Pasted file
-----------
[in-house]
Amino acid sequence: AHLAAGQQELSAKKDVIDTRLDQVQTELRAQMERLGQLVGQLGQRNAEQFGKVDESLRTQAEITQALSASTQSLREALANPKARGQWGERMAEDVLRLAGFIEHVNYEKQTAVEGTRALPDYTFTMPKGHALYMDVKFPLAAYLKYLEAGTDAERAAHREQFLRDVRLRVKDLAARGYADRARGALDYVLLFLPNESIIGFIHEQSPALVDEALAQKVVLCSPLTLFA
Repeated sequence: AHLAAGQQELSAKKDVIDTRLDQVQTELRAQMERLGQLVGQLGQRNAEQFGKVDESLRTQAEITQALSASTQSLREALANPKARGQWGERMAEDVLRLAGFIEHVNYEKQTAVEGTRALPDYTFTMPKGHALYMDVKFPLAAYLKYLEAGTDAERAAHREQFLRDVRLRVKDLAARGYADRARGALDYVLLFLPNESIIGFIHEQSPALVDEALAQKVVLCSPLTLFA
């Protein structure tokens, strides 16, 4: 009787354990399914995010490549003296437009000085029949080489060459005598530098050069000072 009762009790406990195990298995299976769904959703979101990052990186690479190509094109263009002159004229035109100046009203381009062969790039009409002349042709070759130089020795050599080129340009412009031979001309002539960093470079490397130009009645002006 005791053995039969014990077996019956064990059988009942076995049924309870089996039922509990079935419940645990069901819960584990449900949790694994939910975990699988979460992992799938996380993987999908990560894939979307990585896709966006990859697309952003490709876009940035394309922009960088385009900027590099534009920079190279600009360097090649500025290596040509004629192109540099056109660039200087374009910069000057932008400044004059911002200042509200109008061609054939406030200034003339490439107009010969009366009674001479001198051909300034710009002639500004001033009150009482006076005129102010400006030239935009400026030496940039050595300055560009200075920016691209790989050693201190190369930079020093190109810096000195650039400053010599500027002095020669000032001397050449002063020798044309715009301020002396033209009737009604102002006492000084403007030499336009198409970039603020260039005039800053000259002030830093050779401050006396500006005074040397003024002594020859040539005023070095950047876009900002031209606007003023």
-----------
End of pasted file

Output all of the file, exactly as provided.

[in-house]
Amino acid sequence: AHLAAGQQELSAKKDVIDTRLDQVQTELRAQMERLGQLVGQLGQRNAEQFGKVDESLRTQAEITQALSASTQSLREALANPKARGQWGERMAEDVLRLAGFIEHVNYEKQTAVEGTRALPDYTFTMPKGHALYMDVKFPLAAYLKYLEAGTDAERAAHREQFLRDVRLRVKDLAARGYADRARGALDYVLLFLPNESIIGFIHEQSPALVDEALAQKVVLCSPLTLFA
Repeated sequence: AHLAAGQQELSAKKDVIDTRLDQVQTELRAQMERLGQLVGQLGQRNAEQFGKVDESLRTQAEITQALSASTQSLREALANPKARGQWGERMAEDVLRLAGFIEHVNYEKQTAVEGTRALPDYTFTMPKGHALYMDVKFPLAAYLKYLEAGTDAERAAHREQFLRDVRLRVKDLAARGYADRARGALDYVLLFLPNESIIGFIHEQSPALVDEALAQKVVLCSPLTLFA
């Protein structure tokens, strides 16, 4: 009787354990399914995010490549003296437009000085029949080489060459005598530098050069000072 009762009790406990195990298995299976769904959703979101990052990186690479190509094109263009002159004229035109100046009203381009062969790039009409002349042709070759130089020795050599080129340009412009031979001309002539960093470079490397130009009645002006 005791053995039969014990077996019956064990059988009942076995049924309870089996039922509990079935419940645990069901819960584990449900949790694994939910975990699988979460992992799938996380993987999908990560894939979307990585896709966006990859697309952003490709876009940035394309922009960088385009900027590099534009920079190279600009360097090649500025290596040509004629192109540099056109660039200087374009910069000057932008400044004059911002200042509200109008061609054939406030200034003339490439107009010969009366009674001479001198051909300034710009002639500004001033009150009482006076005129102010400006030239935009400026030496940039050595300055560009200075920016691209790989050693201190190369930079020093190109810096000195650039400053010599500027002095020669000032001397050449002063020798044309715009301020002396033209009737009604102002006492000084403007030499336009198409970039603020260039005039800053000259002030830093050779401050006396500006005074040397003024002594020859040539005023070095950047876009900002031209606007003023």